Last week I read in an article that 72% of patients do not feel listened to by pharma.  This is a very sorry state of affairs, but sadly does not surprise me.  Whilst patients are the end users they are not seen as customers.  Traditionally patients have not had a say in the choice of medication and had to rely on everything their physician told them.  In the era of the blockbuster there was little perceived reason to be listening to patients.

How times have changed!  Patients increasingly have a say in their healthcare, including their prescriptions.  They also no longer have to rely solely on their physician for health information. Patients have become empowered and vocal.  Whilst the pharma industry may not be listening, other patients, and increasingly their doctors, are.  More and more patients will no longer accept the status quo and this potentially has a huge impact on the pharma industry.

Besides being the ethical thing to do, listening to patients now also makes business sense.  The industry has got far more competitive and budgets are tighter. Better understanding of patients helps with everything from clinical trials to marketing to improving adherence and outcomes.  All of these things have an impact on the bottom line. Industry itself is starting to recognise this shift – at least in their external communication.  Go to any major pharma website and you will soon find some blurb about how important patients are or how patient centric the company is.

Many years ago I did a consulting project were I was tasked with making an analysis of how patient centric companies really were.  This was based on what could be found externally.  All of them stated the importance of patients, most of them said this on their homepages.  Analysis showed however that this was mainly talk.  Very few of them got close to what we would call being patient centric.  Sadly this has not changed much over the years.  The industry is still not patient centric, and yet it really should be.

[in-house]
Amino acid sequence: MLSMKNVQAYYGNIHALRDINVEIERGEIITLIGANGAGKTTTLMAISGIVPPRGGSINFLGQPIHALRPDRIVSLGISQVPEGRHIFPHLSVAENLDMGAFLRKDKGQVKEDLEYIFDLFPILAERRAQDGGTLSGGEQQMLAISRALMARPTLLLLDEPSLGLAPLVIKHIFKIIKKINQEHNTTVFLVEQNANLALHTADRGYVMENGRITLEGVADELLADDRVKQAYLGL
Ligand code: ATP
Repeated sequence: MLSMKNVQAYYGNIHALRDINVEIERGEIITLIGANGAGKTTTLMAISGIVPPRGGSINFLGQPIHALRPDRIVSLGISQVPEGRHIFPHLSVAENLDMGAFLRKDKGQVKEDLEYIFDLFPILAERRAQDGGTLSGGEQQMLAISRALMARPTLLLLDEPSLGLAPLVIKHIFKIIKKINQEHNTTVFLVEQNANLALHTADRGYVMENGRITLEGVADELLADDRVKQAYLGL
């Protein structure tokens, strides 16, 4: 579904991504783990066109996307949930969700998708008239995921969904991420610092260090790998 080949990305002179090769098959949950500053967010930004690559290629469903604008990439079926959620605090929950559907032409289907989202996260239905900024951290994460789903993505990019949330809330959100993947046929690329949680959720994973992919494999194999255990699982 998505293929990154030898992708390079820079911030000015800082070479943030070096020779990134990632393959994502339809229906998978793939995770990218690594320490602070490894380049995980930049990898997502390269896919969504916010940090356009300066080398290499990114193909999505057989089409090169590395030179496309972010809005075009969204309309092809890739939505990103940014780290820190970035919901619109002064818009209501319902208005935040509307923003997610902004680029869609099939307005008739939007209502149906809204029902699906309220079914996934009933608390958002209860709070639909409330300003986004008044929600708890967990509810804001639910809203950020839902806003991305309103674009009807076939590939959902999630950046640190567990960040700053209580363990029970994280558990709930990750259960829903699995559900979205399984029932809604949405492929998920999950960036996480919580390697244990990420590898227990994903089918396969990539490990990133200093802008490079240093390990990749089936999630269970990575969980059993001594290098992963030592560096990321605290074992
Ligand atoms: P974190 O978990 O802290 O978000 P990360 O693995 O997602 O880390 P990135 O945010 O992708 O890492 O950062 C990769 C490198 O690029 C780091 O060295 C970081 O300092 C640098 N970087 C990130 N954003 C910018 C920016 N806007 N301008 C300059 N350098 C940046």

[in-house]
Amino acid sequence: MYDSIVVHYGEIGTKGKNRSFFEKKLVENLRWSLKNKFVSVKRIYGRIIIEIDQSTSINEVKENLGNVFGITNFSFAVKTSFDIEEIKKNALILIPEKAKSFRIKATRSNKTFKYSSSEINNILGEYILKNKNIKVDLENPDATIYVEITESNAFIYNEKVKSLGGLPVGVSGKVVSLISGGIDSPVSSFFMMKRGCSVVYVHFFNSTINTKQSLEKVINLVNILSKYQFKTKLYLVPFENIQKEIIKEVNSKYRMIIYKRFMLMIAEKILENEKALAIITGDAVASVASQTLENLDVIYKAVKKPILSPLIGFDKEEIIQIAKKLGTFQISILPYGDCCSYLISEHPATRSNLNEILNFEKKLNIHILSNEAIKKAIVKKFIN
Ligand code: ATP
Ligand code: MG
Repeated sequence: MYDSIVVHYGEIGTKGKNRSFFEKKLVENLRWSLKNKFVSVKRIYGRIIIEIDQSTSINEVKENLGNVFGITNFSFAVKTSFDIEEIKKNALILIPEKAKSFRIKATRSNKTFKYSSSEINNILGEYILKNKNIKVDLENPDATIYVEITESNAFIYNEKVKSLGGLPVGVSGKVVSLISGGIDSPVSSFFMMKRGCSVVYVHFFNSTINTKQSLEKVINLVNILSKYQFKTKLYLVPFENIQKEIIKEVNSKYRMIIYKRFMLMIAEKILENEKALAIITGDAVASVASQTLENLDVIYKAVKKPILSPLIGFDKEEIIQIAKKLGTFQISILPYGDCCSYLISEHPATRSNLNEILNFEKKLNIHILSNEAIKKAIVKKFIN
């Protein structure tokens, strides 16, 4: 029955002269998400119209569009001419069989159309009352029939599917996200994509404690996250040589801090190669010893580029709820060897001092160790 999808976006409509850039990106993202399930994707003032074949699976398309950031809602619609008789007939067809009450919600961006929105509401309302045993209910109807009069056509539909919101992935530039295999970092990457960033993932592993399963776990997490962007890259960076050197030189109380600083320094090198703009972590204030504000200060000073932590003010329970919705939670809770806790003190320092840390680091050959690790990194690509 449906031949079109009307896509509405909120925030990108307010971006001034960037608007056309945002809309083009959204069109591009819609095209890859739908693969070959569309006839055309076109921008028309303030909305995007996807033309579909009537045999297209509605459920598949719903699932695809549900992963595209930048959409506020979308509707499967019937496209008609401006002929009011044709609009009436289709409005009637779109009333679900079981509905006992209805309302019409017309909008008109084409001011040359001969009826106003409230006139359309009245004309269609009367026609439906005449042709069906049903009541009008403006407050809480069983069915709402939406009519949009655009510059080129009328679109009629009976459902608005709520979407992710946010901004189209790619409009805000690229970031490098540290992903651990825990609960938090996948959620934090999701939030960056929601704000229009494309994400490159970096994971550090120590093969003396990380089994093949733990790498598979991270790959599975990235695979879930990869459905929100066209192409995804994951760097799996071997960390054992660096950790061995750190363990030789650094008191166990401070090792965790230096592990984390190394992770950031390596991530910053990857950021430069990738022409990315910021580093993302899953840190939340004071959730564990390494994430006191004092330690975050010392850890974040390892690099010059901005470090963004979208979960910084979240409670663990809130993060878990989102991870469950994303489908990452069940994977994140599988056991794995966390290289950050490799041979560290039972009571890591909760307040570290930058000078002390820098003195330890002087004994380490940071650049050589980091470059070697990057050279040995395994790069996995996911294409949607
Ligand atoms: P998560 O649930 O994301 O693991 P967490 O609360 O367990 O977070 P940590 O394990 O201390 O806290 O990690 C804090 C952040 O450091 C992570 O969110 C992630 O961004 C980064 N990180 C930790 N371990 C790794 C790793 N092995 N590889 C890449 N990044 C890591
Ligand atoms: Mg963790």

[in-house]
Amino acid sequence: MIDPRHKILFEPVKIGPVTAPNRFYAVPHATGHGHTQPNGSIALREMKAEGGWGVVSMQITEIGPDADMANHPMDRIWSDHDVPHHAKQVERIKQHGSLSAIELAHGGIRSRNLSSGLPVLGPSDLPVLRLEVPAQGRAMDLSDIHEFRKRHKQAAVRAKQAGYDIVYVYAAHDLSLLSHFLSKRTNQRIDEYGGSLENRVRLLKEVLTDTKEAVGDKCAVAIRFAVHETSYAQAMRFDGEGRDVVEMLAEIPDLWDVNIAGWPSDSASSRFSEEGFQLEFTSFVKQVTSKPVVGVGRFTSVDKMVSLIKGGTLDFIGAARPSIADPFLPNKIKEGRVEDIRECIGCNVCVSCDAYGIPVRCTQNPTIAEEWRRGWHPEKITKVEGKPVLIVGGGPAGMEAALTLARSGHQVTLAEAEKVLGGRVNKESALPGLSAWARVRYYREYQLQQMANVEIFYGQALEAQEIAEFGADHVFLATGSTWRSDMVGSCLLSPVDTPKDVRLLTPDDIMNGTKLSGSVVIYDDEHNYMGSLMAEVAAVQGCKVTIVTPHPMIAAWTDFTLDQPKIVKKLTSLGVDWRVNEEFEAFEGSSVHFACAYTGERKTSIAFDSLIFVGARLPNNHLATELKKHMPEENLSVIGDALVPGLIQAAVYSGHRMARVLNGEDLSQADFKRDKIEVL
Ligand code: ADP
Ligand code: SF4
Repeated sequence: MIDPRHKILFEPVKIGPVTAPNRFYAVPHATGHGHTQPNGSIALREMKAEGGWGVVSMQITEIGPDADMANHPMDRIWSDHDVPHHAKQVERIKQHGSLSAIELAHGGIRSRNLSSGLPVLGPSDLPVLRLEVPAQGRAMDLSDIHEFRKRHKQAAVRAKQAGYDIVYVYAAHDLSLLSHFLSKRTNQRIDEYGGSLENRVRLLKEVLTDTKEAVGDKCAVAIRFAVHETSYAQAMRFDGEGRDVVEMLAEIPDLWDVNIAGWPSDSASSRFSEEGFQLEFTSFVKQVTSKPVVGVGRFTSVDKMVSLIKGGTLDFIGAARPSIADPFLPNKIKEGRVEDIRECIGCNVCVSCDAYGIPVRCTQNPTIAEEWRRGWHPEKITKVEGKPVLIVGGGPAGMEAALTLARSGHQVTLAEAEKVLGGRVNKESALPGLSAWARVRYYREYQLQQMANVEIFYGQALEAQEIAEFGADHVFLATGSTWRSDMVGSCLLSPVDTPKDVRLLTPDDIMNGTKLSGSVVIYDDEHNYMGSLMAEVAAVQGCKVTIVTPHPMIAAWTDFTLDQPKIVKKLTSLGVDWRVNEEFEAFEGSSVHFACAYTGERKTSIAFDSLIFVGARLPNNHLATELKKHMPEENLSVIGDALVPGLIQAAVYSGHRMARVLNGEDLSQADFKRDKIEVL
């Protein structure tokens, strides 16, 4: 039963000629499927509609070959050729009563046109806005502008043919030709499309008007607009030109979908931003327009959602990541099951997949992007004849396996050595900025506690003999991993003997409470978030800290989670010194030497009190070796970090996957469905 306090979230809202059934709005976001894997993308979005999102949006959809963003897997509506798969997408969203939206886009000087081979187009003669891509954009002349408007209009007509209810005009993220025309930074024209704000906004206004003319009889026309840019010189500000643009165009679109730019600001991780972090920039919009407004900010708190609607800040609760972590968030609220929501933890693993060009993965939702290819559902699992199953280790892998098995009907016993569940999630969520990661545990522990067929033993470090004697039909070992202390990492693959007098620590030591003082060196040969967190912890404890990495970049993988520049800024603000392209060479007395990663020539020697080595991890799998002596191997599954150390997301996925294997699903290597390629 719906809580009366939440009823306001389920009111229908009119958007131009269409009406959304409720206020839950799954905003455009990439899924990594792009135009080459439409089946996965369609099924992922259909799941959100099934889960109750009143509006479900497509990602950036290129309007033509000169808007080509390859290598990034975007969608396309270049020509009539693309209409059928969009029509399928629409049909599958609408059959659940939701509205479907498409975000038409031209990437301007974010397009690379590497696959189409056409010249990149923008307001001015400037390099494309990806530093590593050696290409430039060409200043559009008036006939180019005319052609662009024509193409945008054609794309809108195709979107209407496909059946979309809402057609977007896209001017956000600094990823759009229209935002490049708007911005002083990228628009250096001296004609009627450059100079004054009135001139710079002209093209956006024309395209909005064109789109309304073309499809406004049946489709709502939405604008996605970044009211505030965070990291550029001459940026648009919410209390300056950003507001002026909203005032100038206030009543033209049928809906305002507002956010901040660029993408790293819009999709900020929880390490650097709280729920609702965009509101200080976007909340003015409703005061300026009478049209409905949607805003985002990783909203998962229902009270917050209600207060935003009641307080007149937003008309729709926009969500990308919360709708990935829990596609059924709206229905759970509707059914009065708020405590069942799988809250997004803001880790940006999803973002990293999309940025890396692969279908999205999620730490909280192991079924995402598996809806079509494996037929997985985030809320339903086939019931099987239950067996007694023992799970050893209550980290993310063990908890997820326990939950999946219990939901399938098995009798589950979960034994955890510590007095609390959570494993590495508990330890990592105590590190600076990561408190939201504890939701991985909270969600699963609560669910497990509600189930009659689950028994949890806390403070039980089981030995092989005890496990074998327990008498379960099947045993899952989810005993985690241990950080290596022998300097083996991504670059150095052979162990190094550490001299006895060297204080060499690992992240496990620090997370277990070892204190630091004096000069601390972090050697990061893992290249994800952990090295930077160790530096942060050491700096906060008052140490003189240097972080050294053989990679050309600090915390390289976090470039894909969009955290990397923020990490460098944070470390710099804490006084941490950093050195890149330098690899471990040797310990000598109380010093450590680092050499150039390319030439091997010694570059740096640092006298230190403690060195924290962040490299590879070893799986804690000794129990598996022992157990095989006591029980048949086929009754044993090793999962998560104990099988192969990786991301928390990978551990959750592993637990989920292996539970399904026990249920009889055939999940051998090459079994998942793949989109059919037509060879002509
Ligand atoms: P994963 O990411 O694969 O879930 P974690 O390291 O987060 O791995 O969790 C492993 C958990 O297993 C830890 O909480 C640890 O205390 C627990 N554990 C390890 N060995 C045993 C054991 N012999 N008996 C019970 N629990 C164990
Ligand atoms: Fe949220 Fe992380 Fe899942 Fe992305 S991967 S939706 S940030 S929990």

There is also now a real threat that pharma may soon be competing with the big tech companies like Apple.  This would be a game changer. These are companies that really understand their end user.  Currently there is no way pharma could compete with companies like these. Whilst pharma does understand the “middleman” (i.e. doctors) they still have far too little understanding of the end user (i.e. the patient).

So what does the industry need to do to change?

Increase resources

When you look at pharma companies they have huge departments dedicated to engaging with healthcare providers (HCPs).  Most brands will have a dedicated marketeer and a dedicated medical lead.  When it comes to patient advocacy however it is a different story.  Patient advocacy teams are still tiny in comparison to medical and marketing.  Few brands have a dedicated patient lead.  This also translates to far fewer insights on patients within teams.  This actually vindicates the statistic that most patients do not feel listened to.